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Culture Change in Automation: Declarative vs. Process Description

You might have guessed it: I’m an old IT guy. I grew up, when x86 was still the 8086 processor (and the TLA (Three Letter Acronym) “x86” hadn’t even been invented to describe the basis for a whole industry), so the topic of this article might seem a bit “far fetched” or reversely “state of the art”, depending on where you come from. Without any further ado, I’d like to reflect here about something that I still see as surprises for some (even many) of my customers, and therefore I believe it to be important enough to spend some writing and reading cycles here.

As you might have guessed from my last articles or my Bio, I’m currently covering two products from Red Hat as a Domain Solution Architect. Those are the Ansible Automation Platform (AAP) and the Red Hat Advanced Cluster Management for Kubernetes (RHACM).

Both these products are meant to help in managing Infrastructure. From the Bare Metal up to the whole Application Stack. And are doing automation.

Automation – The early days

When we started with automation back in the last millennium, we wrote scripts as a sequence of tasks to be executed. There also were some options to do if-then-else things, depending on the results of earlier steps in the scripts, but that basically covered it. It was very basic, and mostly a sequence of commands.

Automation – Evolution

Later we saw tools that allowed us to rely on some specific KnowHow for some specific systems, so that not everything needed to be written in scripts any longer. Also the capability to remotely execute these scripts was added. Mostly in relying on some sort of demon that needed to be run on the managed system, which received commands/requests from the automation or management tool. Still, these systems relied on some “procedural” or “sequential” approach.

Digression – Software Development

When we look at a higher level, aka the software development industry, we can see, that that also mainly started in procedural thinking, leading to software that was initially written in functions and procedures, like for example in programming languages like C. The main change appeared with object oriented programming (or even with some early AI programming languages such as Prolog), but still the objects did execute procedures or functions when they were triggered.

Change

Some entries into changing this specific behaviour appeared in the last decade, so I’m going to just describe what I saw and still see in some admin’s behaviours and the tools they use, and how that might lead to change, that would need to be more broadly seen in order to be understood and adopted. Many of these changes were triggered by concepts like “Software Defined Data Center” (SDDC) or “Infrastructure as Code” (IaC).

Let’s make it quick:

If you want to create a SDDC, you just want to write down how many servers in how many racks with how many operating systems instances etc you need. So, basically you write down a bill of material (BoM), but do not want to also create a building recipe.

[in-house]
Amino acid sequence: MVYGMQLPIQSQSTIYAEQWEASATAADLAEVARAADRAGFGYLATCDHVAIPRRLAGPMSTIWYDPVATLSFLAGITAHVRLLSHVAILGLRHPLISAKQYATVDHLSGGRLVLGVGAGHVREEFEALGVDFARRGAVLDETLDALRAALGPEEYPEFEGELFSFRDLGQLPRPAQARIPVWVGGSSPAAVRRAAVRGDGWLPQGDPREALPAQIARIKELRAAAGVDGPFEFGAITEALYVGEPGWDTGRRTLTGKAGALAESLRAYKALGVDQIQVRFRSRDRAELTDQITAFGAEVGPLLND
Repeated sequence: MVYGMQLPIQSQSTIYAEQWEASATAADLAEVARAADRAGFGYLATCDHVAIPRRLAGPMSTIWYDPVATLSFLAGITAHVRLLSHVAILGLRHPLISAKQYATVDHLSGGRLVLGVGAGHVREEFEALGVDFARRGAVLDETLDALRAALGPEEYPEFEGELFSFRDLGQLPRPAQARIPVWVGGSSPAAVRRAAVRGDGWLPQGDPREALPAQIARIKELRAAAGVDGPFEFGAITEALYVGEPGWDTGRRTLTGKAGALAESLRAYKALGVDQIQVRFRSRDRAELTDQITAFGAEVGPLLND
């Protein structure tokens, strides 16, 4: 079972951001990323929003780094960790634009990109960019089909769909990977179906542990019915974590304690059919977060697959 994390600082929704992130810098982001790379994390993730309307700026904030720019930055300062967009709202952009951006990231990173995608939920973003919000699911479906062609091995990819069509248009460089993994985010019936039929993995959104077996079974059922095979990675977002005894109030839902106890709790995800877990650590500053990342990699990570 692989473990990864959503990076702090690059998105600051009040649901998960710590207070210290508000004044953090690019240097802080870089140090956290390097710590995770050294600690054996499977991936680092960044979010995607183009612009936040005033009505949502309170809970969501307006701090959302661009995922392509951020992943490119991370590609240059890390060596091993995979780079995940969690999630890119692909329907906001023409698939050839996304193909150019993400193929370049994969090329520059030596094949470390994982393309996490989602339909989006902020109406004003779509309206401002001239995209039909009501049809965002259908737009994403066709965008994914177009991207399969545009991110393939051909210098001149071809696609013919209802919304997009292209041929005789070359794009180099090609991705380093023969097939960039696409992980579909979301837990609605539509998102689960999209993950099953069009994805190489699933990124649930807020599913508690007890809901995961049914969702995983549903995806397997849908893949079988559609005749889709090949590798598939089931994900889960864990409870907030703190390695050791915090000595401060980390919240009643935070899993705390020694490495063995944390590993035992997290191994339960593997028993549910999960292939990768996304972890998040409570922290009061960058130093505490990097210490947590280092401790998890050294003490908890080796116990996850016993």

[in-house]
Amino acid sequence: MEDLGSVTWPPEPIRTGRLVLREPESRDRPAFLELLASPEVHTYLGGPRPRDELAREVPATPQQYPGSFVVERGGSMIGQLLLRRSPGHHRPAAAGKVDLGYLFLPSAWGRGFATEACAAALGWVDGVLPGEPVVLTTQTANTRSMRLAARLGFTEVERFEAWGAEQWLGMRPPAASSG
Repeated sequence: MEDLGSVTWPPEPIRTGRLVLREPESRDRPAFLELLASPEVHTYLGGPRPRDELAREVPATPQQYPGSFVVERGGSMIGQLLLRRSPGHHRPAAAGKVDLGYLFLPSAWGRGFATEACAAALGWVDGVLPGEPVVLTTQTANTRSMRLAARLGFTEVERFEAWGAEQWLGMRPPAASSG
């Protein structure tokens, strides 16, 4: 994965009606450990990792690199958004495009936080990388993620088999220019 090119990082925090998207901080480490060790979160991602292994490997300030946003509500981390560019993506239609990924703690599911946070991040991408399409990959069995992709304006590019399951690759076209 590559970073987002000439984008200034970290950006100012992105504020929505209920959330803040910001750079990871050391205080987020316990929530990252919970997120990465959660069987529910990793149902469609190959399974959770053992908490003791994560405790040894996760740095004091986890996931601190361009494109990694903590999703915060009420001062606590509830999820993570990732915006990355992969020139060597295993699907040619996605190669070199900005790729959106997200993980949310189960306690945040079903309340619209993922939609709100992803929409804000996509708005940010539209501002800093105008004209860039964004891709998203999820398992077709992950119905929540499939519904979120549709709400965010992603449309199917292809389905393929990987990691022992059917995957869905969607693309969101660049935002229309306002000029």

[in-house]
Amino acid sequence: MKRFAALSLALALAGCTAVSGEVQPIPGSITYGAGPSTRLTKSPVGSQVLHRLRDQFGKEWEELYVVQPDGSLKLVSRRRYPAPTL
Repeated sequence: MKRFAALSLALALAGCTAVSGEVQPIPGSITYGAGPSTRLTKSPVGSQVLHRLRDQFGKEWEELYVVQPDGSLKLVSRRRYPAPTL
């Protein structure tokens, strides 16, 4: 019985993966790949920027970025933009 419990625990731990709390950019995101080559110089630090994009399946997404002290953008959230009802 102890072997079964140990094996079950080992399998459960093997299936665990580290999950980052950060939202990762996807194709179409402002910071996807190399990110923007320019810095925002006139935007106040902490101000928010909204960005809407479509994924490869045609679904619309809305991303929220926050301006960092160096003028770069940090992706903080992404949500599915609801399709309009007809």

This is the first “mental” approach to what I’m after.. Here in this intermediate state, these BoM things were for example referred to as “Reference Architectures” or “Building Blocks” (some even used the term “Pod”).

For the next and currently most important change I did not find a good analogy in our “real world”, so I need to quickly describe it, so that I can then get back to how we can approach it with the above mentioned tools.

Nowadays in IT in some places the idea is that you paint a picture of the final thing (or even make a photo), and some magic tool “just builds it” for you.

And, we need to be sure, that this will not lead to what we can see in this picture:

https://pmac-agpc.ca/sites/default/files/Tree.jpg

So, let’s look at that last picture in that narrative, the tire hanging from a branch of a tree.

In the old days you would write:

  • Grow a tree
  • Grow a branch
  • Tie a rope to the branch
  • Make the rope so long, that it does not reach the ground
  • Tie a tire to the rope so that the tire does not touch the ground

That is a procedural approach.

Today we simple state:

  • I want a tire hanging free above the ground from a branch of a tree.

So, how can we achieve all that in IT?

With a declarative description approach.

In the area of Systems, that might be a Playbook in Ansible, where there just is a description of the desired end state (and the so-called modules or even larger collections take care of achieving that desired end state).

In the area of Kubernetes it might be a policy in RHACM that simply states that App XYZ needs to be available on clusters ABC.

When I explain this to my customers, some finally understand what a configuration policy might be used for, or how all the ideas behind CI/CD for deploying applications might also be addressed via a policy, and so creating all procedures for a full CI/CD pipeline might be to far-fetched and complex and could much more easily be solved by a simple policy or compliance engine.

What I find surprising is that it seems a sometimes very difficult change of approach for traditional systems administrators, as they still tend to think in more procedural “tasks”. Opening their eyes to the options of a declarative target description allows them to become more efficient. Be it on the systems side via Ansible or on the platform side via policies.

What do you think?

By Matthias Pfützner

Started at Red Hat as THE solution architect for Cloud in the D-A-CH area on April 1st, 2013. Now I'm helping two Sales Specialists in positioning and selling our Automation Products Ansible Automation Platform and the Advanced Cluster Management for Kubernetes from a technical perspective to our german customers.

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